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Intouch : In Touch Issue 75
www.alzheimers.org.au In touch Summer 2010 9 People power Lunch with Sir Michael Parkinson AlzNSW Honorary Ambassador Sir Michael Parkinson will be the guest speaker at a special fundraising lunch in Sydney on Friday 25 February. It promises to be a wonderful event and one not to be missed. Numbers are limited and bookings are essential. We expect tickets to sell out fast. To book, contact AlzNSW. Where: Strangers Dining Room at NSW Parliament House, Macquarie Street, Sydney When: Friday 25 February. Cost: $135 per person (AlzNSW members); $150 per person (non-members); table of 10 $1350 E: email@example.com T: (02) 9805 0100 “It is important for people to know where to go to get help. No one has to walk the journey alone.” PJ Lane PJ Lane, whose father, popular entertainer Don Lane, was lost to dementia last year, said it was an honour to be associated with AlzNSW as an Ambassador. “My dad developed dementia and I know firsthand the difficulties associated with the illness and, in particular, for those caring for someone with dementia,” PJ said. “I will do whatever is possible to promote awareness of Alzheimer’s disease and dementia. It is important people realise life does not stop with a diagnosis of dementia and that there is help available.” Doris Younane Actress Doris Younane, whose mother has dementia, hopes that as an Ambassador she is able to help promote a better understanding of dementia in the community. “Dementia is so prevalent it’s almost inconceivable that it has remained a taboo illness for so long,” said Doris, well- known from her roles in McLeod’s Daughters, Seachange and the 2009 film The Combination. “It’s not until you have been touched personally by the disease that you begin to understand just how common it really is and how many families it affects,” Doris explained. “Thankfully there is support available for those trying to deal with an ever-changing illness. “I cannot stress enough how beneficial it has been to talk to professionals and counsellors from Alzheimer’s Australia who can guide you through the often rugged terrain of Alzheimer’s disease.” Natarsha Belling Like thousands of other Australians, Channel 10 newsreader Natarsha Belling has had experience with people living with dementia and she said it was imperative that awareness of the disease is raised in the community. “Alzheimer’s disease does not only affect the elderly, it can also strike the young. As the people with dementia are affected, so are their loved ones and family,” she said. “It’s critical we fund vital research for a cure, but we also need to raise awareness about this debilitating disease, ensuring a growing number of Australians with the illness, and their families, receive the best possible treatment and support.” Maxine McKew Maxine McKew said she was pleased to be able to help raise awareness of dementia and the issues those living with the illness face. “I have met many people over the past four years who are caring for a loved one with dementia and have heard firsthand of the challenges involved,” she said. The Ambassador Program was launched during Dementia Awareness Week. Sir Michael Parkinson Natarsha Belling Maxine McKew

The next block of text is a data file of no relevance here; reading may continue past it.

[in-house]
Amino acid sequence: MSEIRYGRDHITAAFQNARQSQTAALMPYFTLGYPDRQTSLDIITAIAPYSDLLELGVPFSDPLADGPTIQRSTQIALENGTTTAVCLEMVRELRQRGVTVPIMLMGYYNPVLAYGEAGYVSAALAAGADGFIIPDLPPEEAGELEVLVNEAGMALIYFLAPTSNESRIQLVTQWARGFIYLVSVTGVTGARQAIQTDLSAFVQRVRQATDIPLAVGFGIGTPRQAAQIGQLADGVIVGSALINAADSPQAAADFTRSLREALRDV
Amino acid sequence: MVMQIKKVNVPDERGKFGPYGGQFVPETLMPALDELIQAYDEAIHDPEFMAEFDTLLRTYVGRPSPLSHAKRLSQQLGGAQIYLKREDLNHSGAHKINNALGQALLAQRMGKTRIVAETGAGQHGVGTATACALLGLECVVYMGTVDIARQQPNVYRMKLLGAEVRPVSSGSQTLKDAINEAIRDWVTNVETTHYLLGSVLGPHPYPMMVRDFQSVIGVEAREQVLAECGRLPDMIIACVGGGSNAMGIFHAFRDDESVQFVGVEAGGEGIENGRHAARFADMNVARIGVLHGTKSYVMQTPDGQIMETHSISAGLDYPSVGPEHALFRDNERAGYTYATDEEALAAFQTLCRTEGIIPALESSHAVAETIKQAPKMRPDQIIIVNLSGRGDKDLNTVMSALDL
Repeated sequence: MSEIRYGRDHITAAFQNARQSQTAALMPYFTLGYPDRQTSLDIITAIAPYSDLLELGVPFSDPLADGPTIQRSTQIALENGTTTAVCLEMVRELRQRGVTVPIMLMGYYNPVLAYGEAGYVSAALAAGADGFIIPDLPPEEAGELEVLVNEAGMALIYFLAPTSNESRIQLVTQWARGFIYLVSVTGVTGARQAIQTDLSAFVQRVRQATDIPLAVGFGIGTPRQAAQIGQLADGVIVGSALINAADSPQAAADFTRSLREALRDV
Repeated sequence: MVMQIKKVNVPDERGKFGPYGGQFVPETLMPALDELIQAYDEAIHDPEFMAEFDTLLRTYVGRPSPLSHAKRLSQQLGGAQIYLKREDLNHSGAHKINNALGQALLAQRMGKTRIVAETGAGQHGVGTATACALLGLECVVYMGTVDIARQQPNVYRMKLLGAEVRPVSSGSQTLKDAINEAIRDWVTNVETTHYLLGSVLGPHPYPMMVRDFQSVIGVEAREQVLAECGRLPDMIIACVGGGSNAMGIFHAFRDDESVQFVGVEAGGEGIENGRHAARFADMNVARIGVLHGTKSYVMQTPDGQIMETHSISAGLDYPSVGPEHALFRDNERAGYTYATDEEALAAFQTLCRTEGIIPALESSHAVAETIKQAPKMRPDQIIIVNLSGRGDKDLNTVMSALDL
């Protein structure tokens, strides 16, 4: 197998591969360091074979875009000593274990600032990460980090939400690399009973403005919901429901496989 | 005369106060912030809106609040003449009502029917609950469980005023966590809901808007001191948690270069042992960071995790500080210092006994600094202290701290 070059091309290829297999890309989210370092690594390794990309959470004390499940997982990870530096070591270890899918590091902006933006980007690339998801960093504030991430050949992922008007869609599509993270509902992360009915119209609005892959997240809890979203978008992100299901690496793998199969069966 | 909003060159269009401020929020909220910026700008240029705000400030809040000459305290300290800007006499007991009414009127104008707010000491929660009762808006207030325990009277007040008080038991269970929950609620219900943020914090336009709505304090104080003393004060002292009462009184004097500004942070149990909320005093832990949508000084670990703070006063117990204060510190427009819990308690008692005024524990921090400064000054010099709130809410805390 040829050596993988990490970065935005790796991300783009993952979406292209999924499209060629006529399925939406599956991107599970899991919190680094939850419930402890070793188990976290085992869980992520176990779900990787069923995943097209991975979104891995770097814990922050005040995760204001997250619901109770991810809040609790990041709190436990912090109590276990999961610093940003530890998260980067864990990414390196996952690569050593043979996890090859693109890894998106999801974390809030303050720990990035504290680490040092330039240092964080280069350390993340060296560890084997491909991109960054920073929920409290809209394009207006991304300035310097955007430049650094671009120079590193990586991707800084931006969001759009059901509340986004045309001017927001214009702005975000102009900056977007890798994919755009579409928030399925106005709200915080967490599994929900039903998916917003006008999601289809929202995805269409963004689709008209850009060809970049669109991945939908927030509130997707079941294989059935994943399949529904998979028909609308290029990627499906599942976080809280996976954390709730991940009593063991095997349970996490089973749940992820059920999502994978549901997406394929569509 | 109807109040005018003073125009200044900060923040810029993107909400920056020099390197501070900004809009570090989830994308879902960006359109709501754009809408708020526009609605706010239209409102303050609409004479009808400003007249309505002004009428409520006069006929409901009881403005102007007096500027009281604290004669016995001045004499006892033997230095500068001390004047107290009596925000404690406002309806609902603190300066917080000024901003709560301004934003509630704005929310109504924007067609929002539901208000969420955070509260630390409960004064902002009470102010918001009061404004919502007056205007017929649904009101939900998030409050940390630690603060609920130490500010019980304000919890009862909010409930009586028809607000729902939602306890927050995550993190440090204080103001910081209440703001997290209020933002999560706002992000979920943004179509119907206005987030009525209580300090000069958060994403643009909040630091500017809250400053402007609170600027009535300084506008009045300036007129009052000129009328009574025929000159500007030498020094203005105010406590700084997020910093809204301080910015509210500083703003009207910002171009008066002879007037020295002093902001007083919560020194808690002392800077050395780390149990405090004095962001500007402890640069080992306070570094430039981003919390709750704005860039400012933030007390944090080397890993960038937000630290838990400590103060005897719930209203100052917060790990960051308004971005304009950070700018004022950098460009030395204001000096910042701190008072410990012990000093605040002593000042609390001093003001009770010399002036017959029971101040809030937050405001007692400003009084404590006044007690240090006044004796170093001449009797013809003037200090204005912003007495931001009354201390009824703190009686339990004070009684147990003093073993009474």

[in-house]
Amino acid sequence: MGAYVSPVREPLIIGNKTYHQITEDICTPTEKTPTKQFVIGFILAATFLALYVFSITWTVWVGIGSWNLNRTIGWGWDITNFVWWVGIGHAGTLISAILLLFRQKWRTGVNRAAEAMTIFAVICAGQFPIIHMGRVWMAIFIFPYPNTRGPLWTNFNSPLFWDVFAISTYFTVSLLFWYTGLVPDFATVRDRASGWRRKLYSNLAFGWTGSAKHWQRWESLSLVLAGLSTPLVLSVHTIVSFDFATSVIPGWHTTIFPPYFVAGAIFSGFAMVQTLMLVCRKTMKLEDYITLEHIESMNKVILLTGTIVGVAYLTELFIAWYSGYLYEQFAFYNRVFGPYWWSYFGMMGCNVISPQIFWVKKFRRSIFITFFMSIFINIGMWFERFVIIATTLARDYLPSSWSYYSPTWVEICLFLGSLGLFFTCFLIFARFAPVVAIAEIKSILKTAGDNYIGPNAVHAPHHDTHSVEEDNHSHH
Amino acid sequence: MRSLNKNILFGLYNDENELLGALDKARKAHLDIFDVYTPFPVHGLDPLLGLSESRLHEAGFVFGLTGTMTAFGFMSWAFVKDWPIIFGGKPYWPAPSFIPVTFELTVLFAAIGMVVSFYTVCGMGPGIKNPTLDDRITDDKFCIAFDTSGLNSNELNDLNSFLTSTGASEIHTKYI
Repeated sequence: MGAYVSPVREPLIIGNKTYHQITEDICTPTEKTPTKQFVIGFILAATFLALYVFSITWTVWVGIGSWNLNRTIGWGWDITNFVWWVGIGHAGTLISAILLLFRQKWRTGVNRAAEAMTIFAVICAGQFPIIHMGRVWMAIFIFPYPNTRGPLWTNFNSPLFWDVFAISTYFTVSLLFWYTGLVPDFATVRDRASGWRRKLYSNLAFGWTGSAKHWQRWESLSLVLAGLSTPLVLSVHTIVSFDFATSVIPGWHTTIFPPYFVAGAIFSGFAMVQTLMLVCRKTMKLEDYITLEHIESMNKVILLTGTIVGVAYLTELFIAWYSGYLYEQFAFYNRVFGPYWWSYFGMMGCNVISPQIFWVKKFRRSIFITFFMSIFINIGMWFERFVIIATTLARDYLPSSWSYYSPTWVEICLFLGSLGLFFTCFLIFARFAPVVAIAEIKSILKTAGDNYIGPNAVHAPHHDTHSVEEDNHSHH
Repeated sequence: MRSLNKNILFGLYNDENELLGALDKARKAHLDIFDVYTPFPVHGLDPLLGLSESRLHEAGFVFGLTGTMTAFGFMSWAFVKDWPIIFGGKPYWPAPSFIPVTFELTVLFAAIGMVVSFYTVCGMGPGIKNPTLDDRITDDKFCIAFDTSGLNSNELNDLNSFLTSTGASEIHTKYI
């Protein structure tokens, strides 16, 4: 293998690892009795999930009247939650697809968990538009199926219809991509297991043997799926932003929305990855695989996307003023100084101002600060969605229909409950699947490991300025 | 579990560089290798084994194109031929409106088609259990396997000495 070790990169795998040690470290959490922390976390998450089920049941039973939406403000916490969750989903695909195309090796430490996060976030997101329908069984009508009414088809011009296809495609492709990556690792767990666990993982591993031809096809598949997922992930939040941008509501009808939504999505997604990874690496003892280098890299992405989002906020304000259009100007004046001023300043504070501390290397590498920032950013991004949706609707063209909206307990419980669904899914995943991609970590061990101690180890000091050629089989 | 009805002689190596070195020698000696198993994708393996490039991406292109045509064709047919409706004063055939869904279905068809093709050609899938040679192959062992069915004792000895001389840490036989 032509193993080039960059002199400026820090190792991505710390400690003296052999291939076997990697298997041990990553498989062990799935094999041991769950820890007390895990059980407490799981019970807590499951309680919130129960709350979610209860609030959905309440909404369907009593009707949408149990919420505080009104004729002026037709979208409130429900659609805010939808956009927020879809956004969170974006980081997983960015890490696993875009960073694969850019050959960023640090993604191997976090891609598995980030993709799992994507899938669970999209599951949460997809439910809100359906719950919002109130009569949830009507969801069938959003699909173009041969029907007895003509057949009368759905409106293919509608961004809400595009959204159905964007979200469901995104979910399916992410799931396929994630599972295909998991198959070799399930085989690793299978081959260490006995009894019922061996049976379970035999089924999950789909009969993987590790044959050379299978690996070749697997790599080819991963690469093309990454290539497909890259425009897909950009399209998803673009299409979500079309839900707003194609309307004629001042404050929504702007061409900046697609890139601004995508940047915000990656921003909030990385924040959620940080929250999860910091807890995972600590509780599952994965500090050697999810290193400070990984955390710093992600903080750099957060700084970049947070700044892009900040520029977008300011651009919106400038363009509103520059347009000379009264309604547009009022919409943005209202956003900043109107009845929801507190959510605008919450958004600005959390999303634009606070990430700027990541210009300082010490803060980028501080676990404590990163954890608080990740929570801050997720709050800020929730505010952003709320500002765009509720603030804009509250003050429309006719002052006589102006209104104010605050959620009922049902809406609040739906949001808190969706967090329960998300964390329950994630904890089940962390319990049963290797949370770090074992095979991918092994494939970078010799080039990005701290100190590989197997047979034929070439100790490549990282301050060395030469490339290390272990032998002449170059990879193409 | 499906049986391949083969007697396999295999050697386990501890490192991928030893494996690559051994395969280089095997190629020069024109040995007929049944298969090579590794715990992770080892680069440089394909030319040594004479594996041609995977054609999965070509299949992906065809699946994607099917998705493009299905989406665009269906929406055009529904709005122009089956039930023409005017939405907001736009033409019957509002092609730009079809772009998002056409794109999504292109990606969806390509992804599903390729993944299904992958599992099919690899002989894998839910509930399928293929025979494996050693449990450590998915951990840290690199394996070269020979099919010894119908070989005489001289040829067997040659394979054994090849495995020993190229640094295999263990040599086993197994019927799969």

In Touch Issue 74
In Touch Issue 76